Last night Bibi and I went to the Panama National Symphony, the premier concert of a 10 day classical music festival being presented in Panama. We really enjoyed the concert in this beautiful century old National Auditorium which is styled after an Italian opera house and seats about 874 people (see photos and history of this wonderful theatre at http://www.teatronacionaldepanama.com/index.html ). During this wonderful performance I had a combination of reactions. One was a sense of loss that I have been in this city over 2.5 years and this was my first visit to the symphony. After being a 10 year classical piano student in youth and a lifetime of appreciating classical music, how could my life and interests get so consuming that I never checked out these fine arts in Panama? Believe me, I will make up for this.
My other key reaction was once again marveling at how this relatively small orchestra (I counted about 48 members plus the conductor) in this poor, emerging country could have developed such level of talent and cohesiveness. There appeared to be teenagers mixed in with “senior citizen” musicians…putting on an all Beethoven concert…and playing together so beautifully. It made me think of a recent “60 Minutes” piece I saw on TV within the last month on the Venezuelan Youth Symphony. This symphony was built from a program called “the system” in which over 250,000 children, rich poor, black white, from the city and country…work in various youth orchestras from around that poor (and now misled) nation to produce the best talents possible and provide a way out of their misery and poverty. The “end game” is to make it to the National Youth symphony, in Spanish called the “Coro Sinfonico Nacional de Venezuela”, where these children are enabled to travel the world and share the ecstasy of their art and accomplishments. I was very happy today to find a link to this fine CBS program, and suggest that anyone sane will find this story linked above both heartwarming and inspirational. It helps us imagine possibilities of unity and peace in a world that seems bent on destroying itself economically, politically, ecologically and spiritually.
Some of the thoughts that went though my head last night…and on the night I viewed this 60 Minute program…were:
Music is the “universal language” of the soul. Perhaps we just need to get all heads of state, global corporate board members, and religious leaders of the day to attend TOGETHER a concert at least once a month. Then after the concert they should get together and discuss calmly what is REALLY important to bring world peace and an end to hunger and poverty.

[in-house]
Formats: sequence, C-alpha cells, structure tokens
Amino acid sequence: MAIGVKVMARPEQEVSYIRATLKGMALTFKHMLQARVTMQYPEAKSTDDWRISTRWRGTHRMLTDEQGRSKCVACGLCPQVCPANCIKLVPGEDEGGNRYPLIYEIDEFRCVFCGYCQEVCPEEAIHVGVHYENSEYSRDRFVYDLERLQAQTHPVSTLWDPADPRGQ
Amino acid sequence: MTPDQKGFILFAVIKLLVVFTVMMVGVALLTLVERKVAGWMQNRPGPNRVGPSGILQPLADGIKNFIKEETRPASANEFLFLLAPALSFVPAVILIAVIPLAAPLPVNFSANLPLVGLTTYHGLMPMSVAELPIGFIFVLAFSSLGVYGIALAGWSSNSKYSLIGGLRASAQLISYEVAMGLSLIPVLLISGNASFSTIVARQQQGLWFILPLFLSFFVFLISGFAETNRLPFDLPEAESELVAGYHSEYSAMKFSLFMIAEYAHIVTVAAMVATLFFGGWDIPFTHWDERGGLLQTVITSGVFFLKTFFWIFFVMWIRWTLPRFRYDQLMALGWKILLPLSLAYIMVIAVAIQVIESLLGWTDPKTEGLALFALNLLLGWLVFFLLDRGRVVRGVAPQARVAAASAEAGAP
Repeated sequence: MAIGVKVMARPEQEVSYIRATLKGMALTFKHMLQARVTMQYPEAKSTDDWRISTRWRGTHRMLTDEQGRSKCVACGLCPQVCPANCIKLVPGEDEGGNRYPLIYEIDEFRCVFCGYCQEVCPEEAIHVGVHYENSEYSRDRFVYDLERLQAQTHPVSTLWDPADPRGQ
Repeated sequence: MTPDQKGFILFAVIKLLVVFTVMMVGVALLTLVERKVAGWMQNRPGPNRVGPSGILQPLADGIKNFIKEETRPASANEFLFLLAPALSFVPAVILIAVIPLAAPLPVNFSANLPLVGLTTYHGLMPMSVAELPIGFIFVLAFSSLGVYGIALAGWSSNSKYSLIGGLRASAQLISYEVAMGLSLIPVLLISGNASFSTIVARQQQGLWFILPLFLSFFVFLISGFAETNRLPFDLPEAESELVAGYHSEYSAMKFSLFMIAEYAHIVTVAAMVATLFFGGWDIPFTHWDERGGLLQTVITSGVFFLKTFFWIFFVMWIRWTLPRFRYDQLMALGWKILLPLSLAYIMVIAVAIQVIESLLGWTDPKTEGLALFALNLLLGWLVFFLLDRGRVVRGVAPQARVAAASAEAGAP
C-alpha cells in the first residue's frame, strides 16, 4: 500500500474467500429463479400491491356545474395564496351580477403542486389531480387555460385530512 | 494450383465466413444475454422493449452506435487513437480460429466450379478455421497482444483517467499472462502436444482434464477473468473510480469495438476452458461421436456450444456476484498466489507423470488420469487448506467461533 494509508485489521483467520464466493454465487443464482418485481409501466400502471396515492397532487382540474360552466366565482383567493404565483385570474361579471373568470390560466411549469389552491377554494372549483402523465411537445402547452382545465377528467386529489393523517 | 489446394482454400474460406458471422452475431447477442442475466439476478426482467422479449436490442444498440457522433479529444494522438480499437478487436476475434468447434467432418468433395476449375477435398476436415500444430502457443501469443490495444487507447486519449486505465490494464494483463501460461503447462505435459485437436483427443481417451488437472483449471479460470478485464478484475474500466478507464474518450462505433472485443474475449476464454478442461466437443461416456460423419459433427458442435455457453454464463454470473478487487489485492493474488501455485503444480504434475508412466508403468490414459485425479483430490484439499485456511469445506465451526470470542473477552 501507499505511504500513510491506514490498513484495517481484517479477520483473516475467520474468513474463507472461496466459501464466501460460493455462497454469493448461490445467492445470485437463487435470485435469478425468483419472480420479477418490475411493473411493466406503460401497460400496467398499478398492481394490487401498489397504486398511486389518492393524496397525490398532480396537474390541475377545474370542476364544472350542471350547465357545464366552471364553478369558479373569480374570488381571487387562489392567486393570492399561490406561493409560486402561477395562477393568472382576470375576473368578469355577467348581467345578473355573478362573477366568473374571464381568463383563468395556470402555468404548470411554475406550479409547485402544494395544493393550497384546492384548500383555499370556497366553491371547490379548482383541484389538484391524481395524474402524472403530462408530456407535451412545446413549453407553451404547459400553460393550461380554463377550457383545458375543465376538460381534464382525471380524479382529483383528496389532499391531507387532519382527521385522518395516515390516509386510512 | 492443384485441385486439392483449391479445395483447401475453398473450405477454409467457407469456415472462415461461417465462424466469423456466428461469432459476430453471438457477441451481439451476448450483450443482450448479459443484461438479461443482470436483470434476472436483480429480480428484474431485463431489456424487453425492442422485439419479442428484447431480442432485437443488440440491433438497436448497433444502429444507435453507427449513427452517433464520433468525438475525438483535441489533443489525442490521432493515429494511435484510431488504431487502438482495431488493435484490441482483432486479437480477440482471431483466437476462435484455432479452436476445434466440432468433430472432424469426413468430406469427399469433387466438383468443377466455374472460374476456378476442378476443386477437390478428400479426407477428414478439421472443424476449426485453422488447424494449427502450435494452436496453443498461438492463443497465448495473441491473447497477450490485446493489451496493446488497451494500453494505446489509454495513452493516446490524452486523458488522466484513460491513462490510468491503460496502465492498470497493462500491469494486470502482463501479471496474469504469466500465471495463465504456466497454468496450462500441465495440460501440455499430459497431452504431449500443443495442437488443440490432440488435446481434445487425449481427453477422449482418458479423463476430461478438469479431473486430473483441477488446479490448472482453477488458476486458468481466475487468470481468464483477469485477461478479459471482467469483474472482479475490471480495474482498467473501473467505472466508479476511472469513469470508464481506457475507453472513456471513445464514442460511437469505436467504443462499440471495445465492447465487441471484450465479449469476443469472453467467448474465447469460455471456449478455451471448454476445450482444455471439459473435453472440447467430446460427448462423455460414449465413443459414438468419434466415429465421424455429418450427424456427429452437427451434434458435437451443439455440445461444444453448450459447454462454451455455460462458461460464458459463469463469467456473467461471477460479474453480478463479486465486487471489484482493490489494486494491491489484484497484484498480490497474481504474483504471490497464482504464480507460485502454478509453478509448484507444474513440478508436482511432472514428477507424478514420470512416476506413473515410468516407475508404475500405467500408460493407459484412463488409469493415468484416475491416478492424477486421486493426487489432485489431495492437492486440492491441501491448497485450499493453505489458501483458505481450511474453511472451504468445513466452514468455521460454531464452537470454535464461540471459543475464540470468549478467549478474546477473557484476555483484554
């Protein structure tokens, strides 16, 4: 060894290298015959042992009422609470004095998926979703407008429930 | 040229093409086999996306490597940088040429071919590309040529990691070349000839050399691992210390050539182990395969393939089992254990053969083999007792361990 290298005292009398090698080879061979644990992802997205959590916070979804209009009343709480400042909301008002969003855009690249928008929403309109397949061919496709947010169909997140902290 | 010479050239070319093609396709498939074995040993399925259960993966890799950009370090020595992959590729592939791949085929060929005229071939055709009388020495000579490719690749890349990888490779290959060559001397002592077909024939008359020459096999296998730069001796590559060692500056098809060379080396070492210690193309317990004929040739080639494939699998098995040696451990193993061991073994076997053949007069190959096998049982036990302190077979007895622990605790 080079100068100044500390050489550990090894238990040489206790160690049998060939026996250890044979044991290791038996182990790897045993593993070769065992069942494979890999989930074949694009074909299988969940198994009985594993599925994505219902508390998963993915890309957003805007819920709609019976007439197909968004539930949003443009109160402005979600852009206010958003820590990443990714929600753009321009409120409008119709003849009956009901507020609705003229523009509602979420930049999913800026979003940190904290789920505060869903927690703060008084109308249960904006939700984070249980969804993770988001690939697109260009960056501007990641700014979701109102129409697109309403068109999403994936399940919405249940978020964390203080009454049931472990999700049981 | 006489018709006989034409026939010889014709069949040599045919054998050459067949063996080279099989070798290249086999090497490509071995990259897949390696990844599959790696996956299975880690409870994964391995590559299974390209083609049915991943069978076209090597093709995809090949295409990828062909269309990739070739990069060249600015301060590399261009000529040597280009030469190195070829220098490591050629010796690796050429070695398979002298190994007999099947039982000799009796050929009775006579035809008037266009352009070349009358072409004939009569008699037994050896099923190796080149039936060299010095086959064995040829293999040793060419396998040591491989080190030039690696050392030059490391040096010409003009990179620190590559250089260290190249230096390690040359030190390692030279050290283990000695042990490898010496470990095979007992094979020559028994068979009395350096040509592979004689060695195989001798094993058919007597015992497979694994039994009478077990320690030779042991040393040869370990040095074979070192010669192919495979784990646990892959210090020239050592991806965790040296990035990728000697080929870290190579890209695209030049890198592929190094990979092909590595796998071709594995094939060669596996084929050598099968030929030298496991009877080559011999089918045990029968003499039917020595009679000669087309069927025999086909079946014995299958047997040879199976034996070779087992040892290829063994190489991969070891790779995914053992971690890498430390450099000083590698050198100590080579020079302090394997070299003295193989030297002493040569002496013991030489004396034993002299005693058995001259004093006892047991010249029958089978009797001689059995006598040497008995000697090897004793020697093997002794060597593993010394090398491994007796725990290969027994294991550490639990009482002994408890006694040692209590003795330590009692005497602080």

If poor and rich kids from an impoverished and under educated country like Venezuela can grow together into such a powerful, cohesive “band” of young people who can excel, the same can happen anywhere in the world. (I read a report online where the director of this Venezuela group is taking this program to the inner city of Los Angeles, CA…great idea). Learning music has been proven to stimulate capacity for learning in children at all other disciplines. Many leaders and innovators in technology and business were former…musicians. Alan Greenspan was a concert pianist. Condolesa Rice is reportedly a gifted classical pianist as well. Bill Clinton…plays the saxophone. :)
Music is more powerful than governments or religions in uniting people for a common cause or goal. Going back to my youth, playing in various bands both classical and popular genres, and attending one summer the famous Interlochen National Music camp
( http://www.interlochen.org/ ) , it was clearly evident to me that capacity for learning and excellence is not based on race, nationality, wealth, religion or political persuasion. It is primarily based on opportunity and encouragement. All our institutions… religious, government and otherwise…should simply focus on providing opportunity and encouragement to their own. This would more successfully in my opinion conquer our wars with terrorism, drugs and crimes. Dealing with the source of our problems versus the symptoms would more quickly eradicate our world of “evil”.
The “fine arts” transcend the passing of time, modern technologies, and commercialism in bringing meaning to ones life. So many Americans have NEVER been to a symphony, recital or opera which calls out to the higher values, disciplines and pursuits of humanity. If we are busy “making music” and trading together, we won’t have time nor reason for fighting with each other. We will recognize that in “God’s universal orchestra”, there is a place for everyone. If we don’t see the value in the drummer and eliminate him, we will lose our rhythm and cohesion. If we don’t like the sound of the oboe and eliminate that instrument…when it comes time for that lead part we will just be listening to “white noise” and lose our melody. If we looked at the world as “God’s universal orchestra”, we would continue rehearsing with each other, competing for excellence, encouraging and teaching those with lesser capability…with the abject goal of bringing everyone UP to our level instead of trying to competitively beat everyone else down.
We all need one another folks. One section of the orchestra performing alone and without recognition of the need for the other parts will quickly sound boring and monotonous. In life, we NEED the differences between us to continue the harmony of God’s universe. If we destroy sections of “God’s orchestra”, we will forever be left wanting and in disarray. The world will be in such dissonance that everyone will just stay home, alone, not learning, and dying a sad death…without “the music”.
Go to a symphony near you soon…and think about this. If your ears and spirit are open, I think you will experience this analogy as well. And by all means, support and invest in symphonies…not bombs.